Monday, May 6, 2013

To All My Fellow Nurses...HAPPY NURSES WEEK!

First of all--HAPPY NURSES WEEK!!!!
Second of all--yes, I really did make this card for all of you nurses. I'm just that clever. I've pondered quitting my day job (ok--night job), and becoming a professional "Someecards" writer, but as luck would have it, the nursing world still seems to need me.
I've spent a few moments reflecting on my career today. It does happen to be Monday, and it really is "Nurses Week". We can't make this stuff up. We nurses decided to claim an entire week instead of just one day to celebrate...well...BEING NURSES! 
See, any lame person can claim a day--like, it's "National Pirate Day" or it's "Yellow Yarn Day" or it's "Blow Up Your Ball Park Frank In The Microwave Day". Nobody cares. However, when you claim the entire week--people have to listen. Why? Because you're on Facebook, and you're going to cram your self-proclaimed week of holiday festivities down their throat whether they like it or not--THAT'S WHY!
I have been thinking a lot about my career lately. I'm transitioning from one hospital to another at this time, and as overwhelming as it is, one thing remains the same--I'M STILL A NURSE! Regardless of the chaotic changes I'm having to combat with new computer systems, new doctors, and new forms of paperwork, the nursing part of my job--the "staying in touch, and healing humans" part of my job remains the same.
(I'm just sayin'...)
I think this concept separates us nursing folk from the rest of you faker faker belly ache-ers. We are REAL. No matter how awesome Cosmo Magazine portrays how sexy humanity is, I have a few words for you --STEP INTO MY OFFICE!...cuz whether or not we like it, we humans are a little bit on the side of disgusting at times. I don't care if you're a Victoria's Secret model--when you have a stomach virus, you look just as gnarly at the rest of us poor, unfortunate, genetically deranged souls. And who gets to clean up after you when you are gushing body fluids from your GI tract in every direction?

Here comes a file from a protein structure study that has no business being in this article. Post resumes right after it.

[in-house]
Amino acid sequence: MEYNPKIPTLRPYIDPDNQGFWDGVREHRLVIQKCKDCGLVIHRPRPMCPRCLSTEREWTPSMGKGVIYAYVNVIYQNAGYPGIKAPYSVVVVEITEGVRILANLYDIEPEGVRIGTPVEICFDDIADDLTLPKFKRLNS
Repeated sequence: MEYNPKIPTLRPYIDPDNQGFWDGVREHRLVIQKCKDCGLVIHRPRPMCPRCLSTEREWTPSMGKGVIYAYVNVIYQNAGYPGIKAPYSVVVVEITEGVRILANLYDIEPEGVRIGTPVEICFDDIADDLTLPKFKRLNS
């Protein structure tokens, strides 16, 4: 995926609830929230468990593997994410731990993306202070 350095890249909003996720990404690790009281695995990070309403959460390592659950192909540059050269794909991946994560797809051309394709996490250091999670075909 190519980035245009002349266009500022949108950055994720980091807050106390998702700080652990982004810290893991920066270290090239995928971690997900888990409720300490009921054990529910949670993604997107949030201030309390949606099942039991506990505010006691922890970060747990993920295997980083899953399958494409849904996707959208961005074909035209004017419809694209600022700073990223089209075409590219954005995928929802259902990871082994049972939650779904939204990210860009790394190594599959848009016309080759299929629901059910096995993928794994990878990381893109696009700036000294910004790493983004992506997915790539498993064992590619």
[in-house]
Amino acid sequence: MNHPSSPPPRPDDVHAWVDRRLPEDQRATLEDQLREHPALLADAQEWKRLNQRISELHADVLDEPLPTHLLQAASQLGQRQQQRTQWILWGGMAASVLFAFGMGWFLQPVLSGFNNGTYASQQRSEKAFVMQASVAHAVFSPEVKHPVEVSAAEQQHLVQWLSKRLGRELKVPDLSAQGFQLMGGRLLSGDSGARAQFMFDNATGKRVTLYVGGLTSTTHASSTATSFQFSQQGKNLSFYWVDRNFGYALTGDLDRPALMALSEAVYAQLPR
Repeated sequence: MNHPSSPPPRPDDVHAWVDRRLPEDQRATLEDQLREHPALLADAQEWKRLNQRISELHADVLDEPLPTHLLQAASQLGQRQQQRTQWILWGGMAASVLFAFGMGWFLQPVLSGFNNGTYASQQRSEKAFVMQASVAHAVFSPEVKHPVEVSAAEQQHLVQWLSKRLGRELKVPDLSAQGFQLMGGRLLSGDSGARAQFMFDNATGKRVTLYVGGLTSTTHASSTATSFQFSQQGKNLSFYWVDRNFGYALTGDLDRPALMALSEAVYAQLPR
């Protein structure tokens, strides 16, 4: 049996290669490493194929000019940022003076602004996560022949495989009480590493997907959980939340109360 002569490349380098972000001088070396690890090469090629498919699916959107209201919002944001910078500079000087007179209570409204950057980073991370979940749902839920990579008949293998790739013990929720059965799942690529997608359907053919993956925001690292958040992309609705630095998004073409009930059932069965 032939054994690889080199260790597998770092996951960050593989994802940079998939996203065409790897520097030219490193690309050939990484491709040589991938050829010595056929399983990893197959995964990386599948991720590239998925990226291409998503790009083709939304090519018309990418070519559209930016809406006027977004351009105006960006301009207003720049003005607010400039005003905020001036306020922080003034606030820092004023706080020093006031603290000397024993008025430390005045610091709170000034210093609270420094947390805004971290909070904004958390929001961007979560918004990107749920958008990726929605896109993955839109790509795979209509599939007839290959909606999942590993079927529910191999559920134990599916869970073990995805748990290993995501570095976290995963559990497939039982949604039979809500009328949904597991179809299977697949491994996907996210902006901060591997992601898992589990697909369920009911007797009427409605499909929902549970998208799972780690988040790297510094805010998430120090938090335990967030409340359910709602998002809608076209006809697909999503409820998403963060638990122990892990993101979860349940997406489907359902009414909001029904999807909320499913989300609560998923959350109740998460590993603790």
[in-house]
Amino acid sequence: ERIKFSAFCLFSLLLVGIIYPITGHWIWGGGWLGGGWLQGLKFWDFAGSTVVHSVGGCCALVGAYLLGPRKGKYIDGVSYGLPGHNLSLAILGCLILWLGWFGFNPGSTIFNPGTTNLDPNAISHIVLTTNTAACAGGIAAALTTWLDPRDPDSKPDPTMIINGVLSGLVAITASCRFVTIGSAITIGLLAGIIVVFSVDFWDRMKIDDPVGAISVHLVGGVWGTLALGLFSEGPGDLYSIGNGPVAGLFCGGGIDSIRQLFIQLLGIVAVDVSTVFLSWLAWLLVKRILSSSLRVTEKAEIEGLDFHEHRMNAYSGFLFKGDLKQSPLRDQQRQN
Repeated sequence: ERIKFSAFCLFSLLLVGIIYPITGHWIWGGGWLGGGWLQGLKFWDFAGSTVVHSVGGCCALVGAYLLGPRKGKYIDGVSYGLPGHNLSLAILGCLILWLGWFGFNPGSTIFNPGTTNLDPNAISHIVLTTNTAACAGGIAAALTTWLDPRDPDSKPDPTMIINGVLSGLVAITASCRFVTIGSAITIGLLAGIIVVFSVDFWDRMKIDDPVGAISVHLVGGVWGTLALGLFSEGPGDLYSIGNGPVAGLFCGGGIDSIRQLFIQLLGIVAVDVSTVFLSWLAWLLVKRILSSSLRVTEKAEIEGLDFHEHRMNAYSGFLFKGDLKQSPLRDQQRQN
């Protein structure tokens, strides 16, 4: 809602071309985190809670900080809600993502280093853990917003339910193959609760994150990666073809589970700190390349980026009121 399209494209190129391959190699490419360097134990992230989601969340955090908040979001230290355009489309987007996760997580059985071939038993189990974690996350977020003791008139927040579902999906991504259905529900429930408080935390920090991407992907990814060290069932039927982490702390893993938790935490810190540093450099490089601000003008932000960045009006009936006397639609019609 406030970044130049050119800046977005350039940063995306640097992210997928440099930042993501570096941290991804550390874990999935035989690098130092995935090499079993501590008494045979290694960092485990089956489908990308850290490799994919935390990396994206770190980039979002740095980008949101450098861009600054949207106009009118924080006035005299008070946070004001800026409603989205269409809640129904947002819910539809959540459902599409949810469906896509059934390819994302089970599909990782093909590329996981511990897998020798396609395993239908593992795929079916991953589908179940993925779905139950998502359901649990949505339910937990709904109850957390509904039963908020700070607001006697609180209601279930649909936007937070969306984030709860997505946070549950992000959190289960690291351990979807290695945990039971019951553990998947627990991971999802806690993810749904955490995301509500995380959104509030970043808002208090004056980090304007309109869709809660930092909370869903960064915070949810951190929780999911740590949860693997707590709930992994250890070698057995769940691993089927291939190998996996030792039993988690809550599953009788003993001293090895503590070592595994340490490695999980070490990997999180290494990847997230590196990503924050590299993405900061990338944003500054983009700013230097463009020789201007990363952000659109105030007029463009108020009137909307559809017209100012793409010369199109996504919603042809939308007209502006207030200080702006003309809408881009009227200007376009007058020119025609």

(Yay! sarcasm)
I'm not going to sit here and start listing all of the gross things that nurses have to do. You know why? Because for some reason, nurses are just genetically enhanced with something in our soul that actually allows us to do "gross things", and not over think the situation. Why do we do it? Because there is somewhere deep down inside of us that actually cares about humans on a level that some people can't comprehend, or begin to understand. Heck--I don't think we even understand it. We are just blessed with the gift of being able to care for people in their most vulnerable state, and somehow "make it better".
I decided when I was a teenager that I wanted to become a nurse. Granted, some of you are probably like, "But Whitney!--you went to college to be a geologist! How did you ever end up as a nurse!" Believe me, it was a calling I tried to avoid for a long time. I had dipped a toe into the water of nursing prior to committing to college to become a geologist. I couldn't handle it at that point. So how did I become a nurse?
I'm glad you asked! (hint of sarcasm in voice)
When I was a teenager, I had my first child. It was a very scary experience. I ended up having to go to the hospital at one point because I went into labor too early, and I was treated like a giant pile of teenage, white trash, garbage. The nurse who was performing procedures on me was hurting me, and I had the audacity to cry because it was so painful. She told me, "Shut up! You shut up, and just sit there! You got yourself into this situation, and now you just need to deal with it!!!"